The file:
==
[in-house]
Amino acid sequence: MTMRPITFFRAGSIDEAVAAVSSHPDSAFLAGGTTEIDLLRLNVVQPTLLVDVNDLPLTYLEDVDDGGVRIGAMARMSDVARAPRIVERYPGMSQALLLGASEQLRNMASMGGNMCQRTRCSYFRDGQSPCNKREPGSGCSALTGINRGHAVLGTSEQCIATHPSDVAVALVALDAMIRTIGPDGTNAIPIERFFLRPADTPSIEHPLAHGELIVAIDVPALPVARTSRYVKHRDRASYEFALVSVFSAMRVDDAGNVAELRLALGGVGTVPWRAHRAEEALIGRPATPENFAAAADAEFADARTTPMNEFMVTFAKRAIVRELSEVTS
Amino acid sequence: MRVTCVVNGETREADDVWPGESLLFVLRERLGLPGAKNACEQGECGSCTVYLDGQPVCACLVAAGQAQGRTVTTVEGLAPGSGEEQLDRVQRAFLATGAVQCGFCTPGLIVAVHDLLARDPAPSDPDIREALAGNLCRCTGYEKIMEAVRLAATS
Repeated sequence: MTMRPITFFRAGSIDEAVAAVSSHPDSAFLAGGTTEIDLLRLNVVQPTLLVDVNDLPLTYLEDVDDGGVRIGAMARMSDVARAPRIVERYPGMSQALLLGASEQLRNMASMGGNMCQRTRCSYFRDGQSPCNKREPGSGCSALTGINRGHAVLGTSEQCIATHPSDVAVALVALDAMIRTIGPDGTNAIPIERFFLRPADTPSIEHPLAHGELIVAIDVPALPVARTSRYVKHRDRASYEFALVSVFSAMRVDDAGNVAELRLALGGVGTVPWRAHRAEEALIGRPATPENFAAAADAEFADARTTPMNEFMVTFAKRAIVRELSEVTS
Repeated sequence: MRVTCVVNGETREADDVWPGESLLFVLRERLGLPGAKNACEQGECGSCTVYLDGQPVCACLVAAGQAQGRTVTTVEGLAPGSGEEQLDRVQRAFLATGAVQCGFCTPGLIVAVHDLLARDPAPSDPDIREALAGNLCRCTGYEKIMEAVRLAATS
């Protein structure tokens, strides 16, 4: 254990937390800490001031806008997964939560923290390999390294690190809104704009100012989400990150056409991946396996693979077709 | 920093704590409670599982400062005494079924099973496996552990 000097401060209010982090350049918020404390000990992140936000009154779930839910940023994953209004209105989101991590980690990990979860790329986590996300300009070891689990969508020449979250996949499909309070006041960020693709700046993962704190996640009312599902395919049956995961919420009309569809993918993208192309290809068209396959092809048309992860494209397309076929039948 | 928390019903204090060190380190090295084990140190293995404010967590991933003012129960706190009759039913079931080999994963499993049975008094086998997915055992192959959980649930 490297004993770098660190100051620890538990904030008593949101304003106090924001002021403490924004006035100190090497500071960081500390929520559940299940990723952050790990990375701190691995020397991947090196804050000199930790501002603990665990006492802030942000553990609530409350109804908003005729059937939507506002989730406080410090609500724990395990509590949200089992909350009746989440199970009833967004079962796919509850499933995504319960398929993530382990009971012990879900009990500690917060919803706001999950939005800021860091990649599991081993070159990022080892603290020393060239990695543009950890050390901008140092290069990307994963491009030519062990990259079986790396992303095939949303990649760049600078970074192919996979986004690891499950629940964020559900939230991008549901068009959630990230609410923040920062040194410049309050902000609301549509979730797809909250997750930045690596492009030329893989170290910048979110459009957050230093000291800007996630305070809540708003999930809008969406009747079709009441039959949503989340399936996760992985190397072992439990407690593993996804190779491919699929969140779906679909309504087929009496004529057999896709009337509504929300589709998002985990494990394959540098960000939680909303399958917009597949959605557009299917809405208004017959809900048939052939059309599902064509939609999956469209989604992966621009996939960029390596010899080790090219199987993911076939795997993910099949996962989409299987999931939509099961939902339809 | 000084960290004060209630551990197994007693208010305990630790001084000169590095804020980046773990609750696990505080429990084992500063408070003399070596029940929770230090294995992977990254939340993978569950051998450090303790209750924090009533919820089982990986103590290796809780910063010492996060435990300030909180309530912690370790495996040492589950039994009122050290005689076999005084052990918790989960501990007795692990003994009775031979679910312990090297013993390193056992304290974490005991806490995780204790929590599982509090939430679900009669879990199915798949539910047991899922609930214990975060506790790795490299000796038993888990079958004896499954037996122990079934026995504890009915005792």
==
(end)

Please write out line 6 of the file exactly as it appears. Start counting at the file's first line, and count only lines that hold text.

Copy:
């Protein structure tokens, strides 16, 4: 254990937390800490001031806008997964939560923290390999390294690190809104704009100012989400990150056409991946396996693979077709 | 920093704590409670599982400062005494079924099973496996552990 000097401060209010982090350049918020404390000990992140936000009154779930839910940023994953209004209105989101991590980690990990979860790329986590996300300009070891689990969508020449979250996949499909309070006041960020693709700046993962704190996640009312599902395919049956995961919420009309569809993918993208192309290809068209396959092809048309992860494209397309076929039948 | 928390019903204090060190380190090295084990140190293995404010967590991933003012129960706190009759039913079931080999994963499993049975008094086998997915055992192959959980649930 490297004993770098660190100051620890538990904030008593949101304003106090924001002021403490924004006035100190090497500071960081500390929520559940299940990723952050790990990375701190691995020397991947090196804050000199930790501002603990665990006492802030942000553990609530409350109804908003005729059937939507506002989730406080410090609500724990395990509590949200089992909350009746989440199970009833967004079962796919509850499933995504319960398929993530382990009971012990879900009990500690917060919803706001999950939005800021860091990649599991081993070159990022080892603290020393060239990695543009950890050390901008140092290069990307994963491009030519062990990259079986790396992303095939949303990649760049600078970074192919996979986004690891499950629940964020559900939230991008549901068009959630990230609410923040920062040194410049309050902000609301549509979730797809909250997750930045690596492009030329893989170290910048979110459009957050230093000291800007996630305070809540708003999930809008969406009747079709009441039959949503989340399936996760992985190397072992439990407690593993996804190779491919699929969140779906679909309504087929009496004529057999896709009337509504929300589709998002985990494990394959540098960000939680909303399958917009597949959605557009299917809405208004017959809900048939052939059309599902064509939609999956469209989604992966621009996939960029390596010899080790090219199987993911076939795997993910099949996962989409299987999931939509099961939902339809 | 000084960290004060209630551990197994007693208010305990630790001084000169590095804020980046773990609750696990505080429990084992500063408070003399070596029940929770230090294995992977990254939340993978569950051998450090303790209750924090009533919820089982990986103590290796809780910063010492996060435990300030909180309530912690370790495996040492589950039994009122050290005689076999005084052990918790989960501990007795692990003994009775031979679910312990090297013993390193056992304290974490005991806490995780204790929590599982509090939430679900009669879990199915798949539910047991899922609930214990975060506790790795490299000796038993888990079958004896499954037996122990079934026995504890009915005792």